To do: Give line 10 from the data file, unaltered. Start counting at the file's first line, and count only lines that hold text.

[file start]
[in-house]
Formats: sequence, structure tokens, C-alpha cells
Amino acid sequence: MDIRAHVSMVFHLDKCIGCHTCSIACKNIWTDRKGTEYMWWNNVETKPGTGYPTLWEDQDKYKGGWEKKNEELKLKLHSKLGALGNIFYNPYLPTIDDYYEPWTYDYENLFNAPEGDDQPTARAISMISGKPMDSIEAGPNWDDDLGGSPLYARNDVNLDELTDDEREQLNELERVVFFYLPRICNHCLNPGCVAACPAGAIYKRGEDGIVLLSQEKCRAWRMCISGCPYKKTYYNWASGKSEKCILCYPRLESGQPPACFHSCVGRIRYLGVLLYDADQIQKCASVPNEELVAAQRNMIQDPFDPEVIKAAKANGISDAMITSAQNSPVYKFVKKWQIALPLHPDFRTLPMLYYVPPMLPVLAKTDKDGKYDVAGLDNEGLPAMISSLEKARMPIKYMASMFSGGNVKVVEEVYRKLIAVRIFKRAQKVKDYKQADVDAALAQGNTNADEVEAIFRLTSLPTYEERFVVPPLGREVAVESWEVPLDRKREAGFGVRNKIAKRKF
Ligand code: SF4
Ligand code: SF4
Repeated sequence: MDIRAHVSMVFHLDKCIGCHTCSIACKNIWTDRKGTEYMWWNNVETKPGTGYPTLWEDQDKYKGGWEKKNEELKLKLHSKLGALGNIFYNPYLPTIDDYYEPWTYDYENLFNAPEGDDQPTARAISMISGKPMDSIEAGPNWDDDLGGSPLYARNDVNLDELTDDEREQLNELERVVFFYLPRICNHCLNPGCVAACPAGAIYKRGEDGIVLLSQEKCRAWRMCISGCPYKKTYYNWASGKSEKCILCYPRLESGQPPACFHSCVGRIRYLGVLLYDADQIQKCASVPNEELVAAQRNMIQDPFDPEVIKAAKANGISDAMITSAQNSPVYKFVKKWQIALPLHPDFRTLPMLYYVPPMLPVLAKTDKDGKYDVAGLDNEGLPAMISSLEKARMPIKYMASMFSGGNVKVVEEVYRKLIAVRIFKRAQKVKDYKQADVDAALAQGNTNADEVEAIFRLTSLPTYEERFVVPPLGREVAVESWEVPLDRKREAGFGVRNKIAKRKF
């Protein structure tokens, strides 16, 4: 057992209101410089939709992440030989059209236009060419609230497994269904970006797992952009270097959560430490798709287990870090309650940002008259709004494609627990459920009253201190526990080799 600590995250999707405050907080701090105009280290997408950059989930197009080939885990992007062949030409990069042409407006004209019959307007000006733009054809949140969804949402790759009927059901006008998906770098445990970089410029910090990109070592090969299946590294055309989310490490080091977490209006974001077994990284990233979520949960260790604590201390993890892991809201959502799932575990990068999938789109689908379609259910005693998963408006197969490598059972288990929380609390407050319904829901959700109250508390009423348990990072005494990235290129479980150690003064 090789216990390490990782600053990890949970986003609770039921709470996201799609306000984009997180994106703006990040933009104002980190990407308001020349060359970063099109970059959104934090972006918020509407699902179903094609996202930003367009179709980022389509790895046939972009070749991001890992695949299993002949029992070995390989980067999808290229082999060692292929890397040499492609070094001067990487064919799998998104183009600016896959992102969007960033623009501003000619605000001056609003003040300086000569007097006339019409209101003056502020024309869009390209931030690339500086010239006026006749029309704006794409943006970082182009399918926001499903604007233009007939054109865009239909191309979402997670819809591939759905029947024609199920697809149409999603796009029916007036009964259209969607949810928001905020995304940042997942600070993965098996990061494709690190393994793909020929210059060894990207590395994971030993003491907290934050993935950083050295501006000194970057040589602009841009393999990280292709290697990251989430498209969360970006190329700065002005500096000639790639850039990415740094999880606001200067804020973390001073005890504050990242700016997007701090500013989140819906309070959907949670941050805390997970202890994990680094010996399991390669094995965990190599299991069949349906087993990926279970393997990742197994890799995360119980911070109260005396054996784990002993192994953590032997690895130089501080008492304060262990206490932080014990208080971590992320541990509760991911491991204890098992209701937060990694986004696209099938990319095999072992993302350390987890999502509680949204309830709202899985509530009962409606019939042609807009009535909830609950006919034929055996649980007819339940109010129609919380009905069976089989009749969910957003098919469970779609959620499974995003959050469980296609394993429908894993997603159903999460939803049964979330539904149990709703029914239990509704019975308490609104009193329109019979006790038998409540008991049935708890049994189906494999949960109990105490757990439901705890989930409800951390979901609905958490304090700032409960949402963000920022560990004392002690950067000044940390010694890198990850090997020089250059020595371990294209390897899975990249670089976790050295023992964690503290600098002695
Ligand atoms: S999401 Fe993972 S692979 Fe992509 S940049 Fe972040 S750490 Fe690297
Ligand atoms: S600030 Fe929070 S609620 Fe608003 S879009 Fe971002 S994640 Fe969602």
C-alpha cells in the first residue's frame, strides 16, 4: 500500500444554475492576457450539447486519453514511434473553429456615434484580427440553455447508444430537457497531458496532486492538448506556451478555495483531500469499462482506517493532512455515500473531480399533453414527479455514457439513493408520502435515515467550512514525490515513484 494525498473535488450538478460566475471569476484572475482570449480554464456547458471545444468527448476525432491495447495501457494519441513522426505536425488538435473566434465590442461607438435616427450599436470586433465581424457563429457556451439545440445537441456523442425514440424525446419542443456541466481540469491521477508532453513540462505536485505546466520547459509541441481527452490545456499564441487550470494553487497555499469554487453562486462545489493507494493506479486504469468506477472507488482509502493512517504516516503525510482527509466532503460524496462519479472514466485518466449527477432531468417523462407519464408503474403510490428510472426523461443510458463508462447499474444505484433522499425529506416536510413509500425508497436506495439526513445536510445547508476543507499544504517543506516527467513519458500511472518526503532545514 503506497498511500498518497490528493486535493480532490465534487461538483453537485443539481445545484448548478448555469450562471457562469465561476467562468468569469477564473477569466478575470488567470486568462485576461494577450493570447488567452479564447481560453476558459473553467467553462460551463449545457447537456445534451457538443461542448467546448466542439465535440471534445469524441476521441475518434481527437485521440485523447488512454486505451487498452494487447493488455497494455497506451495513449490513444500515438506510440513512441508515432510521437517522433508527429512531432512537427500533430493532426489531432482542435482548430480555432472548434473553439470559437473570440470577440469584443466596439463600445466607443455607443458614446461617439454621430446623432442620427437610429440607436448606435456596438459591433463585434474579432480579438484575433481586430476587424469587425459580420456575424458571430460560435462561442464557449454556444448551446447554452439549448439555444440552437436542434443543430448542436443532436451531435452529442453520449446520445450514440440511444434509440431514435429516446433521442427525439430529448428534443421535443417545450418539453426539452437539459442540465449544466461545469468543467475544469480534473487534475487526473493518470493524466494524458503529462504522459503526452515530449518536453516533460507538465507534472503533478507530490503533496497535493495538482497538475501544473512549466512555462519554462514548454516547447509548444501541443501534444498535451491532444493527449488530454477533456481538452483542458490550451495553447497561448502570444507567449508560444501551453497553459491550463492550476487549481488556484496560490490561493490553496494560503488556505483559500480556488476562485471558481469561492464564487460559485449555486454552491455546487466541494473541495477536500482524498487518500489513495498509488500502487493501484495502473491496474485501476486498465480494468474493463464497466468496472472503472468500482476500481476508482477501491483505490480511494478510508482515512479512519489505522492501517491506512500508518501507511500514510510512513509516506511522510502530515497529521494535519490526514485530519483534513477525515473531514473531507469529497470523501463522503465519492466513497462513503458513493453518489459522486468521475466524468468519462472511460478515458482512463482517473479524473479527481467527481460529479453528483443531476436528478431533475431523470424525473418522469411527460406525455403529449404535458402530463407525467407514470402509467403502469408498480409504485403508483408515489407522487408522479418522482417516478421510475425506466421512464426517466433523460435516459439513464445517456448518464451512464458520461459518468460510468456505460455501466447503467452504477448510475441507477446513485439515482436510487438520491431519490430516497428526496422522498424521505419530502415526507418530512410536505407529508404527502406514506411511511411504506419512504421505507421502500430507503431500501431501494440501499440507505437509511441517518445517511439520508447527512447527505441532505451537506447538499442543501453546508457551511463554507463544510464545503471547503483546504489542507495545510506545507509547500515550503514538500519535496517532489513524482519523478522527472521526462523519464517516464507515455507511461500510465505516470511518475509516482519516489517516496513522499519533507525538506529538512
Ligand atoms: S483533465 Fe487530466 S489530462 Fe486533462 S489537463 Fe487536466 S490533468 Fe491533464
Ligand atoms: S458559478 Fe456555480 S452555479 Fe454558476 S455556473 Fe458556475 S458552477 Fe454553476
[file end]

C-alpha cells in the first residue's frame, strides 16, 4: 500500500444554475492576457450539447486519453514511434473553429456615434484580427440553455447508444430537457497531458496532486492538448506556451478555495483531500469499462482506517493532512455515500473531480399533453414527479455514457439513493408520502435515515467550512514525490515513484 494525498473535488450538478460566475471569476484572475482570449480554464456547458471545444468527448476525432491495447495501457494519441513522426505536425488538435473566434465590442461607438435616427450599436470586433465581424457563429457556451439545440445537441456523442425514440424525446419542443456541466481540469491521477508532453513540462505536485505546466520547459509541441481527452490545456499564441487550470494553487497555499469554487453562486462545489493507494493506479486504469468506477472507488482509502493512517504516516503525510482527509466532503460524496462519479472514466485518466449527477432531468417523462407519464408503474403510490428510472426523461443510458463508462447499474444505484433522499425529506416536510413509500425508497436506495439526513445536510445547508476543507499544504517543506516527467513519458500511472518526503532545514 503506497498511500498518497490528493486535493480532490465534487461538483453537485443539481445545484448548478448555469450562471457562469465561476467562468468569469477564473477569466478575470488567470486568462485576461494577450493570447488567452479564447481560453476558459473553467467553462460551463449545457447537456445534451457538443461542448467546448466542439465535440471534445469524441476521441475518434481527437485521440485523447488512454486505451487498452494487447493488455497494455497506451495513449490513444500515438506510440513512441508515432510521437517522433508527429512531432512537427500533430493532426489531432482542435482548430480555432472548434473553439470559437473570440470577440469584443466596439463600445466607443455607443458614446461617439454621430446623432442620427437610429440607436448606435456596438459591433463585434474579432480579438484575433481586430476587424469587425459580420456575424458571430460560435462561442464557449454556444448551446447554452439549448439555444440552437436542434443543430448542436443532436451531435452529442453520449446520445450514440440511444434509440431514435429516446433521442427525439430529448428534443421535443417545450418539453426539452437539459442540465449544466461545469468543467475544469480534473487534475487526473493518470493524466494524458503529462504522459503526452515530449518536453516533460507538465507534472503533478507530490503533496497535493495538482497538475501544473512549466512555462519554462514548454516547447509548444501541443501534444498535451491532444493527449488530454477533456481538452483542458490550451495553447497561448502570444507567449508560444501551453497553459491550463492550476487549481488556484496560490490561493490553496494560503488556505483559500480556488476562485471558481469561492464564487460559485449555486454552491455546487466541494473541495477536500482524498487518500489513495498509488500502487493501484495502473491496474485501476486498465480494468474493463464497466468496472472503472468500482476500481476508482477501491483505490480511494478510508482515512479512519489505522492501517491506512500508518501507511500514510510512513509516506511522510502530515497529521494535519490526514485530519483534513477525515473531514473531507469529497470523501463522503465519492466513497462513503458513493453518489459522486468521475466524468468519462472511460478515458482512463482517473479524473479527481467527481460529479453528483443531476436528478431533475431523470424525473418522469411527460406525455403529449404535458402530463407525467407514470402509467403502469408498480409504485403508483408515489407522487408522479418522482417516478421510475425506466421512464426517466433523460435516459439513464445517456448518464451512464458520461459518468460510468456505460455501466447503467452504477448510475441507477446513485439515482436510487438520491431519490430516497428526496422522498424521505419530502415526507418530512410536505407529508404527502406514506411511511411504506419512504421505507421502500430507503431500501431501494440501499440507505437509511441517518445517511439520508447527512447527505441532505451537506447538499442543501453546508457551511463554507463544510464545503471547503483546504489542507495545510506545507509547500515550503514538500519535496517532489513524482519523478522527472521526462523519464517516464507515455507511461500510465505516470511518475509516482519516489517516496513522499519533507525538506529538512